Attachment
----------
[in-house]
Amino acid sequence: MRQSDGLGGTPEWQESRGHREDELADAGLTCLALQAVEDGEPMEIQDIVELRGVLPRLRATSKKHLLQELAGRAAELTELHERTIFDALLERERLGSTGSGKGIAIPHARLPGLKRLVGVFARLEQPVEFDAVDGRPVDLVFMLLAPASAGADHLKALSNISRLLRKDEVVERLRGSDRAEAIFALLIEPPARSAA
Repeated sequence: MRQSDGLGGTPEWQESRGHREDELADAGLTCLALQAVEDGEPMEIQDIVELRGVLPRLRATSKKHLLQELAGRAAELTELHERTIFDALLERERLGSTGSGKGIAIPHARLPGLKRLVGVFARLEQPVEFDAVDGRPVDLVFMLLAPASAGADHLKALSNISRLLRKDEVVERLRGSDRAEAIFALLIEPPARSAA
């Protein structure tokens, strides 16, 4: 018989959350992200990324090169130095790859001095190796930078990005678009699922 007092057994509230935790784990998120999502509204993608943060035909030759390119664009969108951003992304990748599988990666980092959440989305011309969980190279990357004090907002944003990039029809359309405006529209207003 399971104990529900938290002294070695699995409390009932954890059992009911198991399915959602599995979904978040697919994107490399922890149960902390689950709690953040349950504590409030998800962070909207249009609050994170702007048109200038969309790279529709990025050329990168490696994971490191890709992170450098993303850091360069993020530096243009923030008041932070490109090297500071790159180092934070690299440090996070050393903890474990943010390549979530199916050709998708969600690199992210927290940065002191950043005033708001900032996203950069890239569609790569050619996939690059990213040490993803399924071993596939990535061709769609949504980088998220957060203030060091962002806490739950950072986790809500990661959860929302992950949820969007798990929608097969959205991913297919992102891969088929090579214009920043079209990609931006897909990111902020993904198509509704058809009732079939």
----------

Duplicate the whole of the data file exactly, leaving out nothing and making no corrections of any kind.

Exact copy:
[in-house]
Amino acid sequence: MRQSDGLGGTPEWQESRGHREDELADAGLTCLALQAVEDGEPMEIQDIVELRGVLPRLRATSKKHLLQELAGRAAELTELHERTIFDALLERERLGSTGSGKGIAIPHARLPGLKRLVGVFARLEQPVEFDAVDGRPVDLVFMLLAPASAGADHLKALSNISRLLRKDEVVERLRGSDRAEAIFALLIEPPARSAA
Repeated sequence: MRQSDGLGGTPEWQESRGHREDELADAGLTCLALQAVEDGEPMEIQDIVELRGVLPRLRATSKKHLLQELAGRAAELTELHERTIFDALLERERLGSTGSGKGIAIPHARLPGLKRLVGVFARLEQPVEFDAVDGRPVDLVFMLLAPASAGADHLKALSNISRLLRKDEVVERLRGSDRAEAIFALLIEPPARSAA
């Protein structure tokens, strides 16, 4: 018989959350992200990324090169130095790859001095190796930078990005678009699922 007092057994509230935790784990998120999502509204993608943060035909030759390119664009969108951003992304990748599988990666980092959440989305011309969980190279990357004090907002944003990039029809359309405006529209207003 399971104990529900938290002294070695699995409390009932954890059992009911198991399915959602599995979904978040697919994107490399922890149960902390689950709690953040349950504590409030998800962070909207249009609050994170702007048109200038969309790279529709990025050329990168490696994971490191890709992170450098993303850091360069993020530096243009923030008041932070490109090297500071790159180092934070690299440090996070050393903890474990943010390549979530199916050709998708969600690199992210927290940065002191950043005033708001900032996203950069890239569609790569050619996939690059990213040490993803399924071993596939990535061709769609949504980088998220957060203030060091962002806490739950950072986790809500990661959860929302992950949820969007798990929608097969959205991913297919992102891969088929090579214009920043079209990609931006897909990111902020993904198509509704058809009732079939």